The latest findings from IDP Connect’s Crossroads research show high numbers of fully vaccinated students and a willingness to quarantine. There is also a continued desire to commence their studies on campus and increasingly positive perceptions of countries that are open to receiving international students, including continually improving perceptions of the United States.
New research by IDP Connect shows students are motivated to do all they can to study on-campus in the destination of their choice, and the COVID-19 vaccine is playing a significant role in student flows. The findings also showed improving perceptions of the United States regarding the welfare of international students.
The results come just days after the US government announced cross-departmental support for the country’s international education ambitions, with the departments of State and Education promising a “shared commitment” to promoting the country as a study destination for international students.
The key findings from our International Student Crossroads V research are available to download as an infographic report here:VIEW INFOGRAPHIC REPORT
More than half (53 percent) of students surveyed were already fully vaccinated, and a further 36 percent report they intend to get their vaccines as soon as they can. Three-quarters (77 percent) of students stated the availability of vaccines to international students on arrival made travelling to their destination more attractive. Vaccine hesitancy amongst students has declined markedly since the previous survey in April 2021, with fewer than one in 10 respondents (9 percent) stating that they need more information before getting the jab.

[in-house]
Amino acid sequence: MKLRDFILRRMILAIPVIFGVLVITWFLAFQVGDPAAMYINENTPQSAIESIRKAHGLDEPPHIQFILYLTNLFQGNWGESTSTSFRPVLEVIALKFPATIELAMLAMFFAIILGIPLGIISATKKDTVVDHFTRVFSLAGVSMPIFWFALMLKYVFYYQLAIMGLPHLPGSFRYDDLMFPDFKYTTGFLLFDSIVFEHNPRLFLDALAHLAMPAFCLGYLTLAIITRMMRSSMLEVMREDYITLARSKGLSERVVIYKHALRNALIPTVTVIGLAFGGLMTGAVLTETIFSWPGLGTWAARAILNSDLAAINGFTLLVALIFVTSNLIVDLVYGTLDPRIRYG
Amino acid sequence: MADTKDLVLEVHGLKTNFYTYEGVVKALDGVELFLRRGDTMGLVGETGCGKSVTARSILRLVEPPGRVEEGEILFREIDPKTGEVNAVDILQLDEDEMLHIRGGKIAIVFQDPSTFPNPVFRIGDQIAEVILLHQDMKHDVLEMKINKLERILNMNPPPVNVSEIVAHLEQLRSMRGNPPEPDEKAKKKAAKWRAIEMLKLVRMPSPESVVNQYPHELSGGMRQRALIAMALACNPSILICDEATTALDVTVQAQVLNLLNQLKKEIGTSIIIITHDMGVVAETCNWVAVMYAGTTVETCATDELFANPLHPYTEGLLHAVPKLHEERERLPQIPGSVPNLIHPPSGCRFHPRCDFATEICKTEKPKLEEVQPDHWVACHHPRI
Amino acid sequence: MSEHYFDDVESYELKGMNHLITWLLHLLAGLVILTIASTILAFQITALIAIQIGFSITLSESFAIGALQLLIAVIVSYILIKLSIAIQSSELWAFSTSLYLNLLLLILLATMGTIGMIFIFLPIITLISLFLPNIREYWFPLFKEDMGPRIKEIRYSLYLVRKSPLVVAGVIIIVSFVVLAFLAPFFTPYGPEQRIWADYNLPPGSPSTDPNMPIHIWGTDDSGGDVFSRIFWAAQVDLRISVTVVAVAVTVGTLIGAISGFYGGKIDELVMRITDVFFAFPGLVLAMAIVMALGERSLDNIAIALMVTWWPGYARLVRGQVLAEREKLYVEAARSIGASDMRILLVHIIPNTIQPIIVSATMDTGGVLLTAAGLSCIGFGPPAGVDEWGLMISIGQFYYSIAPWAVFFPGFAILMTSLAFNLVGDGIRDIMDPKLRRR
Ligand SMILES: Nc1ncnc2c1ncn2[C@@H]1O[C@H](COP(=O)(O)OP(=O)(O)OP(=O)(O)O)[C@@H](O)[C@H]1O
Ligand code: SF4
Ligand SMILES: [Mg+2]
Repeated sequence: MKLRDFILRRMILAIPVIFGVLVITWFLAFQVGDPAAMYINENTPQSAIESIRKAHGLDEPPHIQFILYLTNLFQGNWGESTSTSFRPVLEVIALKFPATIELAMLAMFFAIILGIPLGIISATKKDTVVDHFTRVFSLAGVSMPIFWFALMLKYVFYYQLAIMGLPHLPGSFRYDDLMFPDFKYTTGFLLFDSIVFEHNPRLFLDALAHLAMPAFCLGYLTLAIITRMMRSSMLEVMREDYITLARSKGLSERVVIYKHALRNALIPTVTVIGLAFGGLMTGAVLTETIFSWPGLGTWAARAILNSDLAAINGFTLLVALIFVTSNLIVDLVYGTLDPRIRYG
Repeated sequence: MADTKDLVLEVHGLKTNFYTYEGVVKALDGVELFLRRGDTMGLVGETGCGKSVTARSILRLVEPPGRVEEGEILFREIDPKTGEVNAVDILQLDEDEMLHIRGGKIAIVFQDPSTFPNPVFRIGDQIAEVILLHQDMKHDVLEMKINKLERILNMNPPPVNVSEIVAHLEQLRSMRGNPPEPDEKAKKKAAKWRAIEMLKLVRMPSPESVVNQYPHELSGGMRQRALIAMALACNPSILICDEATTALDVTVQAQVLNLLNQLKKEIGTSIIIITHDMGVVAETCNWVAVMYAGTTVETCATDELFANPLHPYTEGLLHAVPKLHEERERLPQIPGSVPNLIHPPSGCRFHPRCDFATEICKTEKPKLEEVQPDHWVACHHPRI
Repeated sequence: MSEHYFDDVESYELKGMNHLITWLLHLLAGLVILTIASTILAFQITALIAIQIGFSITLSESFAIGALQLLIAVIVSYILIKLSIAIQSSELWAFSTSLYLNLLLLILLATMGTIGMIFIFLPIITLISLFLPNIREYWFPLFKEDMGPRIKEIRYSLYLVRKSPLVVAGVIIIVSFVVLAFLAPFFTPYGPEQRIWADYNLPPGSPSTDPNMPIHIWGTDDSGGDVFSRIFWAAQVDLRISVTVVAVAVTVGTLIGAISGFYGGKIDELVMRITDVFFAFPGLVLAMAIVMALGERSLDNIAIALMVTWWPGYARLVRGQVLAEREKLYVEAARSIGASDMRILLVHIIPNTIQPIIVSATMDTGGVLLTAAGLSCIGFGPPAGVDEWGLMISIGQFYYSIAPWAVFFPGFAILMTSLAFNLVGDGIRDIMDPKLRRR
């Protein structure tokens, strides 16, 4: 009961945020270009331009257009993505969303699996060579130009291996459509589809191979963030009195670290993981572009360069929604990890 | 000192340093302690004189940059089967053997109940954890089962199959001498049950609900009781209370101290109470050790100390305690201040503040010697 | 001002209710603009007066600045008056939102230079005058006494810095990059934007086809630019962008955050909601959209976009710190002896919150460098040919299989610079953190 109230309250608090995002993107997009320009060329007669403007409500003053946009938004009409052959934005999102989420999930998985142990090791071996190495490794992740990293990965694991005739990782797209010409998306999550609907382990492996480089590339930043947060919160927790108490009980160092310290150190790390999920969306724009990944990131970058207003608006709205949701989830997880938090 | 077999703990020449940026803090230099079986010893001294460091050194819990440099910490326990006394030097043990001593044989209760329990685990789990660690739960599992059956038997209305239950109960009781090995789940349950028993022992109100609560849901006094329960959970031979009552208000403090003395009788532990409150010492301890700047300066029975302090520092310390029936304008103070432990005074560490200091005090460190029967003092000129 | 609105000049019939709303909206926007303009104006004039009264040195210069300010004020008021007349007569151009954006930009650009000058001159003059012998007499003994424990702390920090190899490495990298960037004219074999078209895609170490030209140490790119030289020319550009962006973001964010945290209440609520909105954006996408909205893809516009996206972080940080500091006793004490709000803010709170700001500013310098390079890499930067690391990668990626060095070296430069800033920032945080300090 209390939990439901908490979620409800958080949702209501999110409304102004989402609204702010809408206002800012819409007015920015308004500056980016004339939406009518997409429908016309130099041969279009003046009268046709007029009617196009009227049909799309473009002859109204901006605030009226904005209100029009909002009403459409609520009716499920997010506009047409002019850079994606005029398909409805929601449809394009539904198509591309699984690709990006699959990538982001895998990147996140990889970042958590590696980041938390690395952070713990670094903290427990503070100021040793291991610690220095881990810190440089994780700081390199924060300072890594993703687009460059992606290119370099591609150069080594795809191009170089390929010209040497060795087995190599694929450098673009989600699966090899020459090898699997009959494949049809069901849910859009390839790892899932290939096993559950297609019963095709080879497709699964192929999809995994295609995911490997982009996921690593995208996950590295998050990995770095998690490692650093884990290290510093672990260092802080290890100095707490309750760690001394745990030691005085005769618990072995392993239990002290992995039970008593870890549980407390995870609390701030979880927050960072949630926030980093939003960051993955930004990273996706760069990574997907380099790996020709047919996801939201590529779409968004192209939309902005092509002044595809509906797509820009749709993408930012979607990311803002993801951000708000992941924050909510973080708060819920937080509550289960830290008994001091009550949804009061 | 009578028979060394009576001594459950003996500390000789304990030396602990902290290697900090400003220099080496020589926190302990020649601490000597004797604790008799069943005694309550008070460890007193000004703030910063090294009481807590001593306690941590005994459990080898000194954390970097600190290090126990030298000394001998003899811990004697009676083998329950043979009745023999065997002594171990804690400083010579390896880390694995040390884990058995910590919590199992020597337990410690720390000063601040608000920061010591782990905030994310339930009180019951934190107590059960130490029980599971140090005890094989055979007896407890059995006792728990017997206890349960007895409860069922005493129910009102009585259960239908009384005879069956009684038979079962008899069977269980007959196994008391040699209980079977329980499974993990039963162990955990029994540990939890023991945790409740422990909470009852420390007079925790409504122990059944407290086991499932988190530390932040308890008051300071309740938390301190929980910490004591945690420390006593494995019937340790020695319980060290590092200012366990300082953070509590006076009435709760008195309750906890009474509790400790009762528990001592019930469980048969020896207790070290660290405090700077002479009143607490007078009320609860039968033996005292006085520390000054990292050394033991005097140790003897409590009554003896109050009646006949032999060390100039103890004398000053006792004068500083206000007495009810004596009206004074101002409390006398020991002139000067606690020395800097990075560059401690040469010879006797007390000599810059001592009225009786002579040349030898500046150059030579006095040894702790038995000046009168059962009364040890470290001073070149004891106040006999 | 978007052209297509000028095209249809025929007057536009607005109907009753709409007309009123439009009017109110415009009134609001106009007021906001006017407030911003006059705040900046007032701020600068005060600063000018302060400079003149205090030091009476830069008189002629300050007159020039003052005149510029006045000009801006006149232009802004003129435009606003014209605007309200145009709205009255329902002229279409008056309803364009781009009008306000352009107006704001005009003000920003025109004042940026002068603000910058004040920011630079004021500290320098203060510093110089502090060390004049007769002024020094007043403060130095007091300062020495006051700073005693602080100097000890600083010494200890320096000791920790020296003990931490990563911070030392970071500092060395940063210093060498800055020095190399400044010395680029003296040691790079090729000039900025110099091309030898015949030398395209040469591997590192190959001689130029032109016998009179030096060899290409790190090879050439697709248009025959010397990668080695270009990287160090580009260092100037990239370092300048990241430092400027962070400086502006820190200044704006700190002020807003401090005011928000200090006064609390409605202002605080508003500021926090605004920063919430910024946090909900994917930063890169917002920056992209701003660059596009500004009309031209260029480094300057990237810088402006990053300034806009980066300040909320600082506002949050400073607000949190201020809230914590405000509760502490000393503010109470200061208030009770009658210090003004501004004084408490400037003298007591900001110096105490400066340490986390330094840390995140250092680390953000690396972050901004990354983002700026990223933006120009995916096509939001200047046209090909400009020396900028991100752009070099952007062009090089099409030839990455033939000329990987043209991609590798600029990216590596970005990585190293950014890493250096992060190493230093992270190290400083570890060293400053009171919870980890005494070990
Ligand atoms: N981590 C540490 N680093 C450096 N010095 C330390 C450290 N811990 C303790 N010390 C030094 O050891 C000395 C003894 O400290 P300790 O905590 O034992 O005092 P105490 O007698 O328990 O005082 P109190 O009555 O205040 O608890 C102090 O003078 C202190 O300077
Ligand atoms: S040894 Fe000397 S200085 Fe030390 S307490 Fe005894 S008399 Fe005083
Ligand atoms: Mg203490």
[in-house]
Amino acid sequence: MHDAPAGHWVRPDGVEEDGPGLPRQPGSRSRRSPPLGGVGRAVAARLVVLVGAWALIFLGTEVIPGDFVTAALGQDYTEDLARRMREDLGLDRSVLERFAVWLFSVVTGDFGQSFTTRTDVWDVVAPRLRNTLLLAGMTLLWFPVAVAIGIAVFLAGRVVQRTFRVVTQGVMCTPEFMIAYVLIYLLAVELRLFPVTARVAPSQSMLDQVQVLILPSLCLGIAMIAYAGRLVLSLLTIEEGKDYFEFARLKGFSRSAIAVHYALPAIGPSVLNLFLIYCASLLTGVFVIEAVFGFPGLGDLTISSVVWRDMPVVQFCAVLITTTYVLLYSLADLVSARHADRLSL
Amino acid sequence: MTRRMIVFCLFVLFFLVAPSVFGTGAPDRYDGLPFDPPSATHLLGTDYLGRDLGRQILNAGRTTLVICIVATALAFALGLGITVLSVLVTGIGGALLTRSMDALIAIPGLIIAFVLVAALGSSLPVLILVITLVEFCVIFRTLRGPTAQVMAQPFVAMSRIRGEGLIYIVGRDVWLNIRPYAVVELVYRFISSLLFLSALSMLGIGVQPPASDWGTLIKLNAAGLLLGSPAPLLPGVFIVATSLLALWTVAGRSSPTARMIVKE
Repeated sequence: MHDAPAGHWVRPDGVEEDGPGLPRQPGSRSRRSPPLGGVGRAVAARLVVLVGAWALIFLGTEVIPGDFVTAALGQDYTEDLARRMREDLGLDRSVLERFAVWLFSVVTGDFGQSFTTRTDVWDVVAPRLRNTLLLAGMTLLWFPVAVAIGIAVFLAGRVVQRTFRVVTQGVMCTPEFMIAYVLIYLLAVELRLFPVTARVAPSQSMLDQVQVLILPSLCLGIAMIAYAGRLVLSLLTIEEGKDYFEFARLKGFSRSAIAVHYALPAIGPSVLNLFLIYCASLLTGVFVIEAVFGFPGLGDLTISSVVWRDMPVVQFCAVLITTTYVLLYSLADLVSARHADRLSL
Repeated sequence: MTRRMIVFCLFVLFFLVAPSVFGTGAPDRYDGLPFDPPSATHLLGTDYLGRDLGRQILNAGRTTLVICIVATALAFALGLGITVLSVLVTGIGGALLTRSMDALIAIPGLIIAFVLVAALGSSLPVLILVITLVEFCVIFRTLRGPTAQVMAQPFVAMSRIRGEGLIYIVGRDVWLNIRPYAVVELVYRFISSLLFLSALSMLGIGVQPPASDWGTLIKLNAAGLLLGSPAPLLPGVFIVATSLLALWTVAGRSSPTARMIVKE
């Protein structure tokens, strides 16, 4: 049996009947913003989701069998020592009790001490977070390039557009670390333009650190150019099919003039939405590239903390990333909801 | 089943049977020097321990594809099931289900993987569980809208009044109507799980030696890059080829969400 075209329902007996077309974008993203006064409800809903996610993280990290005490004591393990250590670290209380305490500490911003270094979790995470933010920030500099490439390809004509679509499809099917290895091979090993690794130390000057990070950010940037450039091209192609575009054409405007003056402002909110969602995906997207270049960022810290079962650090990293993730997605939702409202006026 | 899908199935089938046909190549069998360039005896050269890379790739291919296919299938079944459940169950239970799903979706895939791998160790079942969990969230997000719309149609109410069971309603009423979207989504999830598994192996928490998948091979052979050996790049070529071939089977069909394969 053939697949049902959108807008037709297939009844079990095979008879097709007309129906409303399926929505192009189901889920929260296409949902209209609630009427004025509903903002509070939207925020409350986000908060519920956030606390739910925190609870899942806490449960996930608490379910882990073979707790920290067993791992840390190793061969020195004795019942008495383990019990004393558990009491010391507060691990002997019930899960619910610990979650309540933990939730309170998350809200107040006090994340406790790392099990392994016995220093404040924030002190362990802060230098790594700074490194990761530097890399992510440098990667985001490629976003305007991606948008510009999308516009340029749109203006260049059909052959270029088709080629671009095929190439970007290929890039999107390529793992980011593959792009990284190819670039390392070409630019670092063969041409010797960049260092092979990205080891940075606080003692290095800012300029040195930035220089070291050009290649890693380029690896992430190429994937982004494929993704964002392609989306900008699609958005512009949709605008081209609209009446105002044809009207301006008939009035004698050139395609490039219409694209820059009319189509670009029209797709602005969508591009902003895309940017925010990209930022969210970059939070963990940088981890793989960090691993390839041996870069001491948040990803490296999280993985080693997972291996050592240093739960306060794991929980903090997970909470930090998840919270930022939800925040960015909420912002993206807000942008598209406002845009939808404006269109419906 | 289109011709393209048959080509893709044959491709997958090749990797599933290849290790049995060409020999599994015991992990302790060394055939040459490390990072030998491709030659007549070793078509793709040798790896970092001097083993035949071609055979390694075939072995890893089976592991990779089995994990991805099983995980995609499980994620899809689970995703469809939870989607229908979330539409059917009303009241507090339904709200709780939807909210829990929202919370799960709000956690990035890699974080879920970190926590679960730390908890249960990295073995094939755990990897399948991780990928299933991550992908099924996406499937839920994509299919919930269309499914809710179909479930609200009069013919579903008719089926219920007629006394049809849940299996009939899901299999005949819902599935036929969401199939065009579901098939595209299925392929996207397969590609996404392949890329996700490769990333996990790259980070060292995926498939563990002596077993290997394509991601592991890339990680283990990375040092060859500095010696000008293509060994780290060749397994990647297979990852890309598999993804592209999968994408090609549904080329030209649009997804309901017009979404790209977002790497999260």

In further indications that students are willing to do all they can to arrive safely on campus, 88 percent are willing to quarantine on arrival, with almost one third (31 percent) willing to pay the full cost of quarantine and a further 43 percent a portion of the cost. In terms of where and how students quarantine on arrival, 29 percent preferred a government hotel and 40 percent preferred university-run accommodation, while the balance of respondents had no preference.
These are clear signs that demand for international higher education remains strong and that those countries with open borders can expect students to enroll in high numbers, but perceptions amongst students regarding the welfare of international students in key destination countries have shifted since the last survey. Perceptions of the US, UK, and Canada have improved, while New Zealand and Australia have seen declines as their borders remain closed.
Simon Emmett, CEO at IDP Connect, said the countries that are demonstrating welcoming policies are being rewarded with high student demand and interest.
“These results are very positive for destination countries that have been able to communicate to students that they’re open and welcoming to international arrivals,” Emmett said.
“The next steps are for institutions and governments to continue to communicate clearly and effectively with regards to how students can arrive and how they will be taught upon arrival. We can see from the research that students are flexible and willing to have a mixture of face-to-face and online learning, as long as they’re on campus at their desired destination.”